64-Bit or 32-Bit Windows, which one am I using, and what does either mean?
When you think about Windows variants, the first thing to come into mind might be Home or Pro versions. Well, that is a variation in Windows, but there is also another category of variation equally as important. The 64-bit and 32-bit versions of Windows.
You have probably heard those two terms thrown around, but you may not know what 64-bit or 32-bit actually means. That is what we are debunking today in this article. So without much further ado
What is 64-bit, What is 32-bit?
These two terms come from the processor architecture running inside the computer. Most modern day computers fall into one of either of these two categories, but 64-bit does supersede 32-bit computers in recent times.
64-bit processors are more powerful compared to their predecessors, the 32-bit counterparts. 64-bit chips simply handle and process more information faster. Remember computers work in binary 0 and 1, anda not like in a decimal system, with ten digits per place.
Just so you get a clear an idea of how 32-bit and 64-bit operate. Think of this, 32-bit represents 2^32 possible addresses (in other words 4,294,967,296 possibilities). On the other hand 64-bit represents 2^64 (or 18,446,744,073,709,551,616 possibilities).
32-bit and 64-bit Windows
Microsoft has availed modern versions of Windows in two variants, the 32-bit model, and the 64-bit version. Though computers with 64-bit processors can run both the 32-bit and 64-bit versions of Windows.
However, for a 32-bit Windows running on a computer with 64-bit architecture that computer will not be taking full advantage of its processing power. On the other hand, a 64-bit Windows cannot run on a computer with a 32-bit processor architecture.
Differences in Performance
The long story short, 32-bit Windows can only utilize up to 4GB of RAM. That means if you have an 8GB RAM in a computer running 32-bit version of Windows. The maximum RAM the operating system will ever utilize is 4GB RAM. The rest will just be unused computer resource.
The next difference you will note about 32-bit and 64-bit Windows is in the Program Files. A 32-bit Windows will only have one Program Files folder, while 64-bit Windows will have a second additional Program Files (x86) folder. On a 64-bit Windows system, developers have to write the codes for 32-bit programs in a much different way compared to those of 64-bit programs. Thus the two programs cannot share the same Program Files folder in a 64-bit Windows. However, in a 32-bit Windows, you notice you have just one Program Files folders since no programs designed for 64-bit architecture Windows can run there.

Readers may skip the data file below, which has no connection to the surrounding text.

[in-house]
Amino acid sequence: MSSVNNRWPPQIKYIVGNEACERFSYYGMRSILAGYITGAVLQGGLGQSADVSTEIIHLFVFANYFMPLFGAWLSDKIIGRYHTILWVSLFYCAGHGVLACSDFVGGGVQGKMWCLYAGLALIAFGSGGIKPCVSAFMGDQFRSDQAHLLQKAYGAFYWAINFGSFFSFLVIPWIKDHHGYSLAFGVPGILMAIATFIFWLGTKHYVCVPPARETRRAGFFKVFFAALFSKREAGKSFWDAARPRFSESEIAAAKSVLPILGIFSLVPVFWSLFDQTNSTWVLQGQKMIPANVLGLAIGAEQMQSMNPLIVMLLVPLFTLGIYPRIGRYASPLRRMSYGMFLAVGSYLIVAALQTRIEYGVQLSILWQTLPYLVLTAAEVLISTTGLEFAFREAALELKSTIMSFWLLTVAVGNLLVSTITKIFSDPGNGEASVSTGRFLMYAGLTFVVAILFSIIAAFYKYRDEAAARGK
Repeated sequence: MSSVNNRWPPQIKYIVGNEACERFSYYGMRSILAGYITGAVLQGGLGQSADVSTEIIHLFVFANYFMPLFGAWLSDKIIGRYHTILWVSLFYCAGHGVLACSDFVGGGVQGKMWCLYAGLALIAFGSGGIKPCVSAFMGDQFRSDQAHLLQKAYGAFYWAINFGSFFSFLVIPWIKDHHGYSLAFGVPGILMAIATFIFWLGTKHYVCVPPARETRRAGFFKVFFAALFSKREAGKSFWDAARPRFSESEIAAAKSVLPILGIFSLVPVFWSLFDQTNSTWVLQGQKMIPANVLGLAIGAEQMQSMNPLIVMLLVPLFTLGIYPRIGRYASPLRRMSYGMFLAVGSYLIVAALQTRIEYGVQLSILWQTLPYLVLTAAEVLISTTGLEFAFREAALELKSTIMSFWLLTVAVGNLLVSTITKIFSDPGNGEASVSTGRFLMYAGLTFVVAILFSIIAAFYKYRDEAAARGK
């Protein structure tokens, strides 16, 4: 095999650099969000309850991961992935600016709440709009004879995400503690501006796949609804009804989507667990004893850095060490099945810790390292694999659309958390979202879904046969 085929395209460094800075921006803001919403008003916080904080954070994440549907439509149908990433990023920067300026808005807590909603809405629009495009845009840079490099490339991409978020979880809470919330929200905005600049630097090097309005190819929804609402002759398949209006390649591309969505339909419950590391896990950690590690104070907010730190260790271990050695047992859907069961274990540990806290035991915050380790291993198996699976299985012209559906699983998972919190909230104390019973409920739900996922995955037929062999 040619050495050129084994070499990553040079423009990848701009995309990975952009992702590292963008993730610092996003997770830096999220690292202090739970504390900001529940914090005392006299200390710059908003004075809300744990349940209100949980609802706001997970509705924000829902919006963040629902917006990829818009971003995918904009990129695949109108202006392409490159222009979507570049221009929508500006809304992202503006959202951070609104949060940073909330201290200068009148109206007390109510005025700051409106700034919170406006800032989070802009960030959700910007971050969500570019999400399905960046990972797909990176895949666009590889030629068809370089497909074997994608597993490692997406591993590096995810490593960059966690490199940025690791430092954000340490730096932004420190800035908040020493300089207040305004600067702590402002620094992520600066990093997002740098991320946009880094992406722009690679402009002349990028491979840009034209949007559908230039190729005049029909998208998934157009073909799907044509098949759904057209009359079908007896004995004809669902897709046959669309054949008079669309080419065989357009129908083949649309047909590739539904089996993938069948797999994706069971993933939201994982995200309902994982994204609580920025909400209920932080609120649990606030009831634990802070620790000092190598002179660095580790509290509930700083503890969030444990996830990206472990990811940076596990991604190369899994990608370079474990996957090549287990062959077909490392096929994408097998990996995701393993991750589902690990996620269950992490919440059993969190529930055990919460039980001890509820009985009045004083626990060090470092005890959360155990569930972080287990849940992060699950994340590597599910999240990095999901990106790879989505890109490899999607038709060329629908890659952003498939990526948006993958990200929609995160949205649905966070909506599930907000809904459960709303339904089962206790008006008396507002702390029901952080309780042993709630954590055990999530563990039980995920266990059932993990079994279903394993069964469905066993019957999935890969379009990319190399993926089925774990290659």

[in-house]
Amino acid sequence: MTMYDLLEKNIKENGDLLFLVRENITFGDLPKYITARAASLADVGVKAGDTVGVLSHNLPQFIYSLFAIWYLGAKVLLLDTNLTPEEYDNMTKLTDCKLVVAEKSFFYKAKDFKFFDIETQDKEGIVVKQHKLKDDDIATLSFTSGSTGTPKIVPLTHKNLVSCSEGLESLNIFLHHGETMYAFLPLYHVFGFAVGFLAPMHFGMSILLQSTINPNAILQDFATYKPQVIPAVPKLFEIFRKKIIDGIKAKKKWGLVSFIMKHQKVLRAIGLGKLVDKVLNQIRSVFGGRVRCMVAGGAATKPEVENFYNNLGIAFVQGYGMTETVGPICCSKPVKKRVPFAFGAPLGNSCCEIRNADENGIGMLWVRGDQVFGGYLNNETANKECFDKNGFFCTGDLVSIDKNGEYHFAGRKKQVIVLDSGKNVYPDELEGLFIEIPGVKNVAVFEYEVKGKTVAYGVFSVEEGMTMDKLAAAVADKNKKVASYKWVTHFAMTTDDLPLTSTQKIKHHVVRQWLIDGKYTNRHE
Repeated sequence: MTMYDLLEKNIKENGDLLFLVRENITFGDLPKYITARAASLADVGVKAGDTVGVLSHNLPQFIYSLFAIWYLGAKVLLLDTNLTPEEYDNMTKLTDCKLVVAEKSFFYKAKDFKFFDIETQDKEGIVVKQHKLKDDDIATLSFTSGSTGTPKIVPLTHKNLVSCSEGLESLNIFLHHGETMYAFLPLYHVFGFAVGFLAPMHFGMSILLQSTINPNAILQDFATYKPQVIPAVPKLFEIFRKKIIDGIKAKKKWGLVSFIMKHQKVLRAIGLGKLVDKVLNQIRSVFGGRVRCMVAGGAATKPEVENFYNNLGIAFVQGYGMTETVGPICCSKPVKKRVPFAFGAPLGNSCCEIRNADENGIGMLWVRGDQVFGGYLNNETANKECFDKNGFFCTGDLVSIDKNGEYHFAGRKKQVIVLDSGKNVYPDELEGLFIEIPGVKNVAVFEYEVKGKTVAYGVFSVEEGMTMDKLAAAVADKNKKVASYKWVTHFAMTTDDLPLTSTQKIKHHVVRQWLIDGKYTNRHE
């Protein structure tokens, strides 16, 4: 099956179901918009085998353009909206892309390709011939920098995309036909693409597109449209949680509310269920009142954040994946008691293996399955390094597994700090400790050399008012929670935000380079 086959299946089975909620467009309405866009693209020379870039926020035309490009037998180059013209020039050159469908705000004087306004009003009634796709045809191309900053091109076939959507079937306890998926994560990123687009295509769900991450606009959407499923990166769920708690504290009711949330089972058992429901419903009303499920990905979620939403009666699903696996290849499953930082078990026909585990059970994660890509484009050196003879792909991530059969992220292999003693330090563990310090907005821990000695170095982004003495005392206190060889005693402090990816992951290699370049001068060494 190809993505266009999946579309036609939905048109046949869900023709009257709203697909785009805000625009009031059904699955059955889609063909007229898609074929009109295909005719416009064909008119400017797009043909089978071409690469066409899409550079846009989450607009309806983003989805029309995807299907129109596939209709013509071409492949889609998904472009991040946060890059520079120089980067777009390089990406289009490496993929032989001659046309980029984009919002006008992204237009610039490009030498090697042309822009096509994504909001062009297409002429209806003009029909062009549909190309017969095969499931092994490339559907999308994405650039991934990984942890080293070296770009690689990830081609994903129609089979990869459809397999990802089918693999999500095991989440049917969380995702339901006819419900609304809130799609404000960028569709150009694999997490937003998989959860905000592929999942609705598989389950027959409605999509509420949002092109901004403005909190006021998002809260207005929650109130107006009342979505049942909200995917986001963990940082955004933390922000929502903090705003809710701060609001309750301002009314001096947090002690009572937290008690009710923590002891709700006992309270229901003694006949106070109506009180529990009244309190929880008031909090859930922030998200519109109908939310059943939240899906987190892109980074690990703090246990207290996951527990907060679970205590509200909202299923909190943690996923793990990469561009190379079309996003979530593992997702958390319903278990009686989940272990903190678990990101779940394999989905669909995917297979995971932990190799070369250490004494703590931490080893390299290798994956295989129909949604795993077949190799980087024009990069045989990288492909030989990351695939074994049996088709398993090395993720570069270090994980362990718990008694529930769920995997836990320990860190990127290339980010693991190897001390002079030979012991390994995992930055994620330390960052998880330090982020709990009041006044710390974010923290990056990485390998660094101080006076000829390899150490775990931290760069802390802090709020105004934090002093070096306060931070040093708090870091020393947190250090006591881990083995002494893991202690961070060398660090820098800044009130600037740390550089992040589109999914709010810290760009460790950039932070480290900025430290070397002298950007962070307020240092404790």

In Windows, different programs now and then need to gram some shared information such as DLLs from the Program Files folder. Since 32-bit and 64-bit programs are coded differently, there is no way they can get the shared information from the same Program Files folder. That is why on a 64-bit Windows, you will find two versions of the Program Files folder.
Ancient Windows versions
There was a time Microsoft produced Windows running 16-bit software, such as the Windows 3.1. Computers with the architecture to runs such a Windows, will also run the 32-bit version of Windows, since it is backward-compatible with such legacy programs. However, 64-bit machince cannot run the now archaic 16-bit software.
Upgrading from 32-bit to 64-bit Windows?
As for upgrading your Windows from 32-bit to 64-bit, the processor running on your computer plays the key role. Like we mentioned earlier, you can install a 32-bit Windows into a PC with a 64-bit processor. In such a case, you can easily upgrade to 64-bit Windows by downloading the 64-bit version from Microsoft web store, and performing a clean install.
However, if your PC has a chip with a 32-bit archtecture, you can only run 32-bit version of Windows but never 64-bit Windows. In this case you cannot upgrade from 32-bit Windows to 64-bit Windows. You best bet would be to purchase a new PC, and the good thing is most recent computers come with just 64-bit architecture chips.
Why choose 64-bit over 32-bit
Well, 64-bit processors are more powerful compared to their 32-bit counterparts. Windows and software applications designed for 64-bit system are also more secure than the 32-bit versions. So always try to keep it 64-bit.